If you are one of those who always look for the newest and shinest innovations, IPv6 proxies might have caught your eye. As with all proxy innovations, providers are quick to market them as complete game changers.

But switching from your ordinary IPv4 proxies might be expensive and not necessarily worth it in all scenarios. This article will explain what IPv6 proxies are and answer when you should upgrade them.

What are internet protocol versions?

For our purposes, the Internet protocol is just a series of rules that define how devices communicate over the vast worldwide network called the Internet. The most important rule for us here is the requirement for every device to have a unique and credible assigned address called an IP address.

An IP address used to be just a string of letters such as this one – When you order an internet connection to your home or a mobile device, your internet service provider (ISP) assigns such a number to your machine. No other device has the same address, which enables all other devices to identify who is connecting.

Furthermore, the IP address, thanks to the ISP who verifies it, is tied to a specific geographical location. It’s one of the most fundamental pieces of how the Internet works. No connection can be established without an IP address assigned to a device.

The IP address mentioned above is in IPV4 format. It consists of four decimal numbers ranging from 0 to 255. Its form can also be expressed more abstractly like this – x.x.x.x, where x is a value between 0 and 255.

There were other internet protocol versions, such as IPv3 and IPv2, that used different formats. But we must not bother ourselves with them as they all were quite experimental. They were mainly used by researchers and the US military.

The Internet as we know it really took off with IPv4 format. But this format, although an excellent method of naming devices, has one significant drawback – it’s very limited in variations.

There are a bit more than four billion unique variations for IPv4 addresses. It does sound like a lot, and it was back in 1980. However, the creators of the Internet couldn’t foresee how many devices would connect to the network in a couple of decades.

It took around ten years for researchers to calculate that we will run out of IPv4 addresses by the start of the next century. That’s why IPv6 was invented.

IPv6 addresses follow a format of y:y:y:y:y:y:y:y, where each segment (y) is a hexadecimal value from 0 to FFFF. Simply put, instead of 10, each character can have 16 variations. That’s why IPv6 addresses also have letters to denote the larger variations.

A typical IPv6 address looks like this – 2004:0cb8:82a3:08d3:1319:8a2e:0370:7324. It’s a much more complicated system that provides 340 undecillion addresses. It’s a ridiculously large number that is difficult to even comprehend.

Why should a proxy user care?

The IPv6 format ensures that we will never run out of IP addresses and the Internet will continue to function, at least theoretically, no matter how many devices connect. But if you are looking for an intermediary to hide your original IP and change geo-location, why should it concern you?

Blending in

In a way, proxies are a digital disguise. You simply hide your online presence with another device. Hiding yourself with an address that is novel and rarely used doesn’t sound like a good idea.

That is the case with IPv6 addresses. Only a third of devices globally are using IPV6. Naturally, it seems that you will be better hidden in a larger 70% crowd of IPv4 users. However, only a handful of providers are offering IPv6 proxies, and only some of them have the same price.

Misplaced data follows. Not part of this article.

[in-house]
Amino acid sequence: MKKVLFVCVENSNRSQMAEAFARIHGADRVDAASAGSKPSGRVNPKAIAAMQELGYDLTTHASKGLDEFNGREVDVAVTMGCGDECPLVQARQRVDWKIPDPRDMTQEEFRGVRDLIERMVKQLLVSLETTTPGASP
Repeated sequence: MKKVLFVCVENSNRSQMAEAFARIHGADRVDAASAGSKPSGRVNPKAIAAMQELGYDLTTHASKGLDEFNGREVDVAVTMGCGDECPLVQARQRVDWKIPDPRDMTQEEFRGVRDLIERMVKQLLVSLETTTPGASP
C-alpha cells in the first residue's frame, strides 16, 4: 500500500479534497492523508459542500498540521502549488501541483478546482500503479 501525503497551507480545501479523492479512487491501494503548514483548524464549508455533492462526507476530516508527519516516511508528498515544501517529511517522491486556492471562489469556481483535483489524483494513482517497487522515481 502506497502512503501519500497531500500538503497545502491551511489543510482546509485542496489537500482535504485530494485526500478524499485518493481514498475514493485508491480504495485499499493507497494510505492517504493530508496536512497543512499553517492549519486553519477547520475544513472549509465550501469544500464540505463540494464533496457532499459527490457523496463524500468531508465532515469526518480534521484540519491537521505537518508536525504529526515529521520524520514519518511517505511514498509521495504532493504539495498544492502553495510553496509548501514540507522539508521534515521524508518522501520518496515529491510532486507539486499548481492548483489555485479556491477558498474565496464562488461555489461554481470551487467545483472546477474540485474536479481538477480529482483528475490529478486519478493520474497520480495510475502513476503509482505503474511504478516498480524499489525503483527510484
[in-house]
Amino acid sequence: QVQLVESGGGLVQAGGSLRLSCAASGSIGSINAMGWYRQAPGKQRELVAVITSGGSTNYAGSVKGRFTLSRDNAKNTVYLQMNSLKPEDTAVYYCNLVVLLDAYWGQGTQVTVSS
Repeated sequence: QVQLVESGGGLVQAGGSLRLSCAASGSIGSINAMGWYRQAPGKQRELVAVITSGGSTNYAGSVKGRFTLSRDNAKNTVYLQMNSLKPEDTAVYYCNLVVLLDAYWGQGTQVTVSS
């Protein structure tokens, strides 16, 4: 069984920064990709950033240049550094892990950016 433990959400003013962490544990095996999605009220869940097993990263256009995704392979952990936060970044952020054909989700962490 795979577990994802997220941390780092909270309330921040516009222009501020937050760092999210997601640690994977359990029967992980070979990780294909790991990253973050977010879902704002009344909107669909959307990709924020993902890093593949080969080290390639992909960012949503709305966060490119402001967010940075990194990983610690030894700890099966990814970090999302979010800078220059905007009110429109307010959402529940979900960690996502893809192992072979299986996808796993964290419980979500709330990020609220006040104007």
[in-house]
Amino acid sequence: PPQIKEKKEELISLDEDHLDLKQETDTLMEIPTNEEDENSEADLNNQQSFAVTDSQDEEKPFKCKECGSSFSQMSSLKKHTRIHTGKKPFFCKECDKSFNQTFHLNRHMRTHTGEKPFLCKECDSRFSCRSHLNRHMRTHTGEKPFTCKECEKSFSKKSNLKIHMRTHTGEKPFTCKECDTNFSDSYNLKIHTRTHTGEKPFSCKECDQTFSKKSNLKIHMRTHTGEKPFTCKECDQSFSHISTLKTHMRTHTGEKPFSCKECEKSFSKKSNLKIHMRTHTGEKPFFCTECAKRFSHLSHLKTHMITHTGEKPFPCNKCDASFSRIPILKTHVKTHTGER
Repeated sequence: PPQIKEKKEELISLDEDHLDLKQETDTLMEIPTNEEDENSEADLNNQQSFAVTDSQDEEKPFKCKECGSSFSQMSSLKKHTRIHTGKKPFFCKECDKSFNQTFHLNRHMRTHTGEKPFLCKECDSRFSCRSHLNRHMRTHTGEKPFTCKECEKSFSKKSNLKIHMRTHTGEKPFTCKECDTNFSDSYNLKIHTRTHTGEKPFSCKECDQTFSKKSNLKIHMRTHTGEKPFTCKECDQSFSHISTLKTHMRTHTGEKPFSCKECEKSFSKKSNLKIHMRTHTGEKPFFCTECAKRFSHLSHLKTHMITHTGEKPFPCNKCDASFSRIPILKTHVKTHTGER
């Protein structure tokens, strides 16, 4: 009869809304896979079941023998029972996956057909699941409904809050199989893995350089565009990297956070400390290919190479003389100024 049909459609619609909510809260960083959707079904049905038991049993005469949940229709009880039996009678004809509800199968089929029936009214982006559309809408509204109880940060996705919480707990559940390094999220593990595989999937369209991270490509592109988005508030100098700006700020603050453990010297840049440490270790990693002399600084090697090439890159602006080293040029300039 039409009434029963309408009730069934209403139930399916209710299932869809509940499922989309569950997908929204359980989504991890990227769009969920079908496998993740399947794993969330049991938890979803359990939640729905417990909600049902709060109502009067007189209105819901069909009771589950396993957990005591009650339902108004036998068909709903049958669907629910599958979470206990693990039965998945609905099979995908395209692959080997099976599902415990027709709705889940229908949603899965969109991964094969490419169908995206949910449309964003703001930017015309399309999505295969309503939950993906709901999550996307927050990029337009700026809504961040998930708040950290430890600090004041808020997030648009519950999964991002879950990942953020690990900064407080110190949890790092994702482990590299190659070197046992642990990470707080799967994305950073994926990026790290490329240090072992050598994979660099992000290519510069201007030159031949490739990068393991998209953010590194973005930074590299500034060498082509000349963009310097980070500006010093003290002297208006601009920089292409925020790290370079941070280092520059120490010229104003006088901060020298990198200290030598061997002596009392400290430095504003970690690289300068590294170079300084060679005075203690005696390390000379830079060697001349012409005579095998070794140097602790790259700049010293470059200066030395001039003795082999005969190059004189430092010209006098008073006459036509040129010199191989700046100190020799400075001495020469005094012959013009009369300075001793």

The best IPv6 proxies now are offered by IPRoyal. The cheapest ones – datacenter IPv6 proxies, cost $1.39. The most expensive residential proxies start from $1.75. Unlike other providers, they give the option to simply switch to IPv6 mode.

Not every provider is so generous, so most proxy users go with IPv4 proxies. That’s why some websites don’t even bother to check IPv6 addresses with anti-proxy or anti-bot measures. You may very well get a free section.

Additionally, IPv6 address adoption highly depends on the region. The US has almost reached 50%. So, the argument that you will stand out with IPv6 proxies doesn’t work if you use US proxies. The adoption is slower in third-world countries, and you really want to use them anyway.

IP freshness

There’s also an argument to be made about ‘IP freshness.’ Most IPv4 addresses are reused by ISPs, and proxy providers also acquire them. Only a small part of IPv4 addresses are unused, but they are reserved for governments. No way a proxy provider will get hold of them.

Therefore, no proxy seller with only IPv4 proxies on offer can be honest in claiming that their IPs are ‘fresh’ and some use cases require it. Social media management, for example, requires you to have an IP address that is not blocked on any other sites. Facebook and other platforms are known for making registries of blacked IPs.

Using an IPv6 proxy helps you to bypass these concerns. Since ISPs want to promote adoption, they are giving IPV6 addresses left and right. You can almost be sure that every IPv6 address from a trusted provider will be a new one without a history of bans.


IPv6 protocol is truly groundbreaking and solves many of the issues that IPv4 was not able to solve. However, if you have already compiled a sufficient pool of IPv4 proxies, the switch is not at all necessary. The best strategy is still to look into the prices and add one or two IPv6 proxies if you find a good deal.

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